- Enjoying downtime and leisure
What Can You Do about the Effects of Trauma?
Trauma can be debilitating, and it can feel as though there is little you can do about it. Thankfully, there are methods available to help you deal with the traumatic event itself, and the ensuing effects of the trauma. The shock and denial that immediately attend a traumatic event are the body and mind’s way of dealing with what has happened. Beyond that, it is healthy to work through and process what happened, coming to terms with it and moving forward.
One of the first steps to moving forward is to acknowledge to yourself and others around you that you’ve gone through a traumatic event and come to terms with the fact that your emotions might be affected by it. Beyond that, you can consider ways of dealing with the physical symptoms of trauma, as well as therapy to help you process the trauma.
Some ways that you can begin dealing with the effects of trauma include:
Asking your loved ones for support, because your meaningful relationships help you to feel connected, and trauma can often heal with the help and support of those important relationships. Spend time with the people in your family, your spiritual community, or your close friends.
Maintaining healthy routines, where possible. These routines include regular exercise, eating healthy food consistently, and sleeping well. The added benefit of routine is that it can help you feel a bit more in control of your life again, and exercise helps with reducing stress.
Reducing stress by avoiding making any major decisions after the trauma. It may seem tempting to make choices about where to live, for instance, after a traumatic event occurs in your home. But making major decisions about your relationships, career, your home, or your financial situation may add stress to an already stressful situation.
Deep breathing and mindfulness techniques are a way to help your body regulate anxiety and anger. Deep “belly breathing” uses your diaphragm and is one of the ways your body tells your parasympathetic nervous system it’s okay to calm down.
Breathe in through your nose and out your mouth each on a 3 count for 60 seconds. Mindfulness techniques include locating yourself in the moment, holding something in your hand and describing it, noticing things in the room, so you can be in this moment and not living in a distressing past or future moment.
Trauma therapy is another tool to address trauma and its emotional and psychological effects.
Take steps to find a licensed mental health care professional like a psychiatrist or psychologist to tend to your emotional and mental health needs, or to a health care professional like your doctor to deal with any of the physical effects from the traumatic event. Dealing with the emotional and mental effects of trauma sooner than later can stave off more serious problems like clinical depression down the line.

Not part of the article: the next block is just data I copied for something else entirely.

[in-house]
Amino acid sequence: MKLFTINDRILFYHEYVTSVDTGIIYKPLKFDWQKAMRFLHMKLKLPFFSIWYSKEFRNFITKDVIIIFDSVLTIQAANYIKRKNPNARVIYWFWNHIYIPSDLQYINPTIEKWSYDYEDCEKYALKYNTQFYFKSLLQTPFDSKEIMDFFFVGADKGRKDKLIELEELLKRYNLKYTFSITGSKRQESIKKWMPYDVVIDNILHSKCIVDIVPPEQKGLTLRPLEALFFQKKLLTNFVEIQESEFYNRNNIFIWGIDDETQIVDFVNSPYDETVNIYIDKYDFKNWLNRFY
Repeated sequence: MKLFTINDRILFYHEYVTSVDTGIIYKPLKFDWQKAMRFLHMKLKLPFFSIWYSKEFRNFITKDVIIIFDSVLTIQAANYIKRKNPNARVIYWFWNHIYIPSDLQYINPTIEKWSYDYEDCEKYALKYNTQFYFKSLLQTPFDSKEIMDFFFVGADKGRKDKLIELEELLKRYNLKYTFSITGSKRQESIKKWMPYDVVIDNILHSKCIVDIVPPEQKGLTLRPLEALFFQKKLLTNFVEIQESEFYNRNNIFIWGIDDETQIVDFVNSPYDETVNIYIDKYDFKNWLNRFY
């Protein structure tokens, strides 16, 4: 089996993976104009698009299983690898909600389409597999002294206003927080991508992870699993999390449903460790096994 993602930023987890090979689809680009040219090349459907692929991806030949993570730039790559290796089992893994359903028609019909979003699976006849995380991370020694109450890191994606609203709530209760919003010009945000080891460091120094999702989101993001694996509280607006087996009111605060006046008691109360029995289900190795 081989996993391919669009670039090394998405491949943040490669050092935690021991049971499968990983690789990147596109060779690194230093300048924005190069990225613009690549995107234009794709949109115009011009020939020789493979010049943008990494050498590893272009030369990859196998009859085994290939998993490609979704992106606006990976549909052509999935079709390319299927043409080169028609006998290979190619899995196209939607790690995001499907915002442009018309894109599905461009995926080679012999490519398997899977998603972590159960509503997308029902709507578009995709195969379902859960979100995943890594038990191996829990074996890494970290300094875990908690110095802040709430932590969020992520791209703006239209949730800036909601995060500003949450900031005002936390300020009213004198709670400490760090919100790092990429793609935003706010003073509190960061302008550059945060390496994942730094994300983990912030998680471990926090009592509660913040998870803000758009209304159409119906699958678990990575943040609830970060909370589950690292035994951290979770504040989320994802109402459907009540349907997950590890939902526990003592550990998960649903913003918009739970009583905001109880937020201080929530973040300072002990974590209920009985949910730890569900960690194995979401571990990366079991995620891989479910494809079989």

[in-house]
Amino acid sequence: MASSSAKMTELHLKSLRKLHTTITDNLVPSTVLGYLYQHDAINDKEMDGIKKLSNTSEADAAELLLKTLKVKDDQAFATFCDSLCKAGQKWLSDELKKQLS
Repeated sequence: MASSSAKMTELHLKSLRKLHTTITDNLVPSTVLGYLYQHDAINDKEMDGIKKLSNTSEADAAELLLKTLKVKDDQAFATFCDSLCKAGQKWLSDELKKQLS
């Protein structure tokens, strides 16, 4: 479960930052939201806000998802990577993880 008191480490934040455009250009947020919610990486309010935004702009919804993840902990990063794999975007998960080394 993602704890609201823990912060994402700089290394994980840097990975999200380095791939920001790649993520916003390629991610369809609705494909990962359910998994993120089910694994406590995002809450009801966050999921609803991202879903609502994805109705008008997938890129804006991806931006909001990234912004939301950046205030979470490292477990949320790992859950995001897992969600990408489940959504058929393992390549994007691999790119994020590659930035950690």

Some of the therapeutic techniques that might be useful as part of your treatment plan include Cognitive Behavioral Therapy (CBT), which can be especially helpful for addressing trauma and its effects. CBT is a form of talk therapy that helps you identify and manage negative and harmful patterns of thought, replacing these negative perceptions with healthy thoughts and behaviors.
Another therapy is EMDR (Eye-Movement Desensitization and Reprocessing) which uses bilateral stimulation (watching something go back and forth, or tapping your leg or shoulder left and right) as a means to allow the brain to unpack and relocate parts of traumatic memory (sight, smell, sound, associations) so remembering the memory does not mean re-experiencing it.
Other therapies include Somatic Experiencing, which pays close attention to your natural reactions to emotional and physical trauma and works with your body’s natural ability to heal itself, and through natural reactions to stress such as crying, and Psychodynamic Therapy, which gives you tools and space to express and unpack your feelings in a safe environment
Medication that may be prescribed by your doctor is related to the aftereffects of trauma, such as depression or anxiety. Anti-depressants and medication for anxiety may thus be prescribed by your doctor to address these.
After a traumatic event, you need to be easy on yourself and give yourself time. Your path to wholeness won’t look the same as someone else’s, so do what you feel you must to get healthy again and walk in God’s promises of peace and joy.
“The Wash”, Courtesy of Daniel Spase, Unsplash.com, CC0 License; “Yellow Flowers”, Courtesy of Pat Whelen, Unsplash.com, CC0 License; “Not Flowers”, Courtesy of Sam Moqadam, Unsplash.com, CC0 License; “Pink Flowers”, Courtesy of Kelly Sikkema, Unsplash.com, CC0 License